• Shared Services Canada provides information technology (IT) infrastructure services to the CRA in the areas of data centres and network services. The scope and responsibilities are addressed in the interdepartmental arrangement between Shared Services Canada and the CRA.
Specific Arrangements
  • Revenu Québec is responsible for the joint administration of the goods and services tax and Quebec sales tax for businesses in the Province of Quebec.
  • Department of Finance Canada provides the CRA with the federal and provincial shares of Goods and Services Tax/Harmonized Sales Tax (GST/HST) revenues that are used to determine provincial payments for the HST.
  • Canada Border Services Agency provides the CRA with the amount of GST revenues collected from importers, which is used in the calculation of the provincial portion of the HST revenues.
  • Department of Finance Canada and Employment and Social Development Canada provide estimates of Canada Pension Plan and Employment Insurance revenues respectively for the months of January to March.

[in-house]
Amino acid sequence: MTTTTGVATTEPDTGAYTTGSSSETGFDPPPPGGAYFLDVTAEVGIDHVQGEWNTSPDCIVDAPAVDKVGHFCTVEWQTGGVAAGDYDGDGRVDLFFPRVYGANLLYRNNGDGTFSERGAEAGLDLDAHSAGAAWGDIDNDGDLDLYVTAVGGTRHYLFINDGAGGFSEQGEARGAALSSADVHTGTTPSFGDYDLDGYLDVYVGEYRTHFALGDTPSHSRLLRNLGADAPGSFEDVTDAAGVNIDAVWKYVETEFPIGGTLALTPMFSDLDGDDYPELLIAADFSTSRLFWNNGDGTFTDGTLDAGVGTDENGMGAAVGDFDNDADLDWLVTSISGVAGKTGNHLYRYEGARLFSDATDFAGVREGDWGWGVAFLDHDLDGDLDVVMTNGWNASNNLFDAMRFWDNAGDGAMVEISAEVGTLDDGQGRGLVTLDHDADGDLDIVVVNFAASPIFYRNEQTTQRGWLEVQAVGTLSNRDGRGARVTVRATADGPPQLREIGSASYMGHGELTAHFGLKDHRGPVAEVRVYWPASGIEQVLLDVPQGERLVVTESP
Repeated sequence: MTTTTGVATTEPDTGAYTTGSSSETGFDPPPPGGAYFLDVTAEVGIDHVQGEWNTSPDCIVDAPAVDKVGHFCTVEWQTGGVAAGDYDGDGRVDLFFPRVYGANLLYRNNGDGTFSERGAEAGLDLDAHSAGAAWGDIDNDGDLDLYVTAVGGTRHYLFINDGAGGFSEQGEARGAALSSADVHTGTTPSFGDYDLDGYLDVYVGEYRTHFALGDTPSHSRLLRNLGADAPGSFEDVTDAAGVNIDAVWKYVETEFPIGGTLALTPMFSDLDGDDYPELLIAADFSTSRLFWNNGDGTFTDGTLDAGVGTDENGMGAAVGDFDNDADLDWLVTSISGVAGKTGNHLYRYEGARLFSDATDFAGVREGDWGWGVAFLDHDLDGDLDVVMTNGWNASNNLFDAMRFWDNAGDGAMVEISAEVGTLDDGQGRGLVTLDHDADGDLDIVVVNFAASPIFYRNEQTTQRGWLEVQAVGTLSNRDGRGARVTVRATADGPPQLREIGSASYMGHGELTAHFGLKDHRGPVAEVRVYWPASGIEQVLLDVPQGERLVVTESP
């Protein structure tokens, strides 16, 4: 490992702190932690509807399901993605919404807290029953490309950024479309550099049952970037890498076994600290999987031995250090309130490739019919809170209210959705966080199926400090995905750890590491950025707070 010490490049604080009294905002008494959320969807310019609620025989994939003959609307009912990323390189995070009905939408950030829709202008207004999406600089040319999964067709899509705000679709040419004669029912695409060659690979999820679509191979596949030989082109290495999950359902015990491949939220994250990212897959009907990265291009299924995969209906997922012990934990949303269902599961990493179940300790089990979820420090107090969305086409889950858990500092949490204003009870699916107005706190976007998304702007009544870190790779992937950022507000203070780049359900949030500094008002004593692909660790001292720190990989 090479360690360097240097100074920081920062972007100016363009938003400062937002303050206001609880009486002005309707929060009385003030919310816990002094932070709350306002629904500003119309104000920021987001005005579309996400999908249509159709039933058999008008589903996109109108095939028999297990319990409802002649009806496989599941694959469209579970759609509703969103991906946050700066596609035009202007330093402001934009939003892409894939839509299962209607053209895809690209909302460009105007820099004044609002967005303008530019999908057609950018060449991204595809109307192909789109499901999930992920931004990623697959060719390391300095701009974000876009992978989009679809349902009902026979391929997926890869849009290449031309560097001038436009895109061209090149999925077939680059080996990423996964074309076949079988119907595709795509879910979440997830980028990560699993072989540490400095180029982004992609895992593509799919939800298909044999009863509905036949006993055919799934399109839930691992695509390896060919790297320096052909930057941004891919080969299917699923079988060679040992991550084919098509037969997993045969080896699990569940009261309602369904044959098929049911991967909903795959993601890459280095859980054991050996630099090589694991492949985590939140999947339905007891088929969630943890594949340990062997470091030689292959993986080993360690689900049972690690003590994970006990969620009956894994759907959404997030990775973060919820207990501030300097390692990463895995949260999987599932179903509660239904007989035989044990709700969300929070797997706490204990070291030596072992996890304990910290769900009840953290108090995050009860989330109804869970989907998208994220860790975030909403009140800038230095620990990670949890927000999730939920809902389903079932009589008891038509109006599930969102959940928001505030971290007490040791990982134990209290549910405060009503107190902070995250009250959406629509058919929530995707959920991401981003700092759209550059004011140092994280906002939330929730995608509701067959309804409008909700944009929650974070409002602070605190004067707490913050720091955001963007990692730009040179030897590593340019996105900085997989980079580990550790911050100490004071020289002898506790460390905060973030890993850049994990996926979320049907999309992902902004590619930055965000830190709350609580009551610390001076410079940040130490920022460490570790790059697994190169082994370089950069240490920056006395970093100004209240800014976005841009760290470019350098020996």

Other government departments rely on the CRA for the processing of certain transactions or information that affect financial statements as follows:

  • Canada Border Services Agency for information technology services such as commensurate internal controls testing for general computer controls, as well as collection services on their behalf for duties, taxes, fees, penalties, or other amounts owing under the Customs Act, Customs Tariff, Excise Tax Act, Excise Act 2001, and/or related regulations;
  • Department of Finance Canada for the determination of tax receivables and payables under Tax Collection Agreements (TCAs) with provincial and territorial governments and First Nations; and